• Seventh Circuit Rejects Brokers’ Challenge of Production Based Bonuses As Racially Discriminatory
  • October 4, 2012 | Author: Andrée Peart Laney
  • Law Firm: Bressler, Amery & Ross A Professional Corporation - Florham Park Office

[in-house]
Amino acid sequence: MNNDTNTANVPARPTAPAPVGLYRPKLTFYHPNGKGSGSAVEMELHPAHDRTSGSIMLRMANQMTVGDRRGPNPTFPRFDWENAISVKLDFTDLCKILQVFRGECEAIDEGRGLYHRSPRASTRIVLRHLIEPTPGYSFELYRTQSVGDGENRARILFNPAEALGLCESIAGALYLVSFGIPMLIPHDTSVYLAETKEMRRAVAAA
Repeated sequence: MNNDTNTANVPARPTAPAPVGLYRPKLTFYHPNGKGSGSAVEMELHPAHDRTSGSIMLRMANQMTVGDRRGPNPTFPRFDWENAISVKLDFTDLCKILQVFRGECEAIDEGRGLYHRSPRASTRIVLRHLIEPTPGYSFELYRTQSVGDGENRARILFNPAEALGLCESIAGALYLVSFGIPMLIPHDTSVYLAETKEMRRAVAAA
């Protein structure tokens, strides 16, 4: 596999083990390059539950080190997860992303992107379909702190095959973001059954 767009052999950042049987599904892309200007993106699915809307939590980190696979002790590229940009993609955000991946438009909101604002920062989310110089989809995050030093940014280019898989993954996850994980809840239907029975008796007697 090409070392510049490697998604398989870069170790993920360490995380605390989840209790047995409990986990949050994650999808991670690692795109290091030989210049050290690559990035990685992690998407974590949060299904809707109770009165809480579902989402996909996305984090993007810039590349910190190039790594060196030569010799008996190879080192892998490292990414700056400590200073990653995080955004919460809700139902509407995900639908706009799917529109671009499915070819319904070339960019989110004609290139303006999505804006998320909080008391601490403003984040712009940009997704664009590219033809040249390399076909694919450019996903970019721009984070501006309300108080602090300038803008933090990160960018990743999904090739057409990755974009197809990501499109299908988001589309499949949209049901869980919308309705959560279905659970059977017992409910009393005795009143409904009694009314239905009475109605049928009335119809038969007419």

• On September 11, 2012, in McReynolds v. Merrill Lynch & Co., 115 FEP Cases 1668 (7th Cir. 2012), the Seventh Circuit Court of Appeals affirmed the district court’s dismissal of a race discrimination action brought by nine African American financial advisors (“FAs”) and trainees against Merrill Lynch, Pierce, Fenner & Smith (“Merrill Lynch”) and its parent corporation, Bank of America (“BoA”). The plaintiffs alleged that the retention bonus program, which Merrill Lynch implemented shortly after it was acquired by BoA in 2009, intentionally discriminated against African Americans in violation of Title VII and 42 U.S.C. § 1981 by calculating bonus amounts based on the FAs’ pre-acquisition production. Citing both statistical evidence reflecting lower production and retention and anecdotal evidence of alleged direct discrimination of African American FAs, the plaintiffs contended that pervasive race discrimination within Merrill Lynch had unfairly suppressed the production of African American FAs. Most significantly, the plaintiffs contended that the retention bonus program was designed with the intent to discriminate against African American FAs and to “lock in” the effects of past discrimination.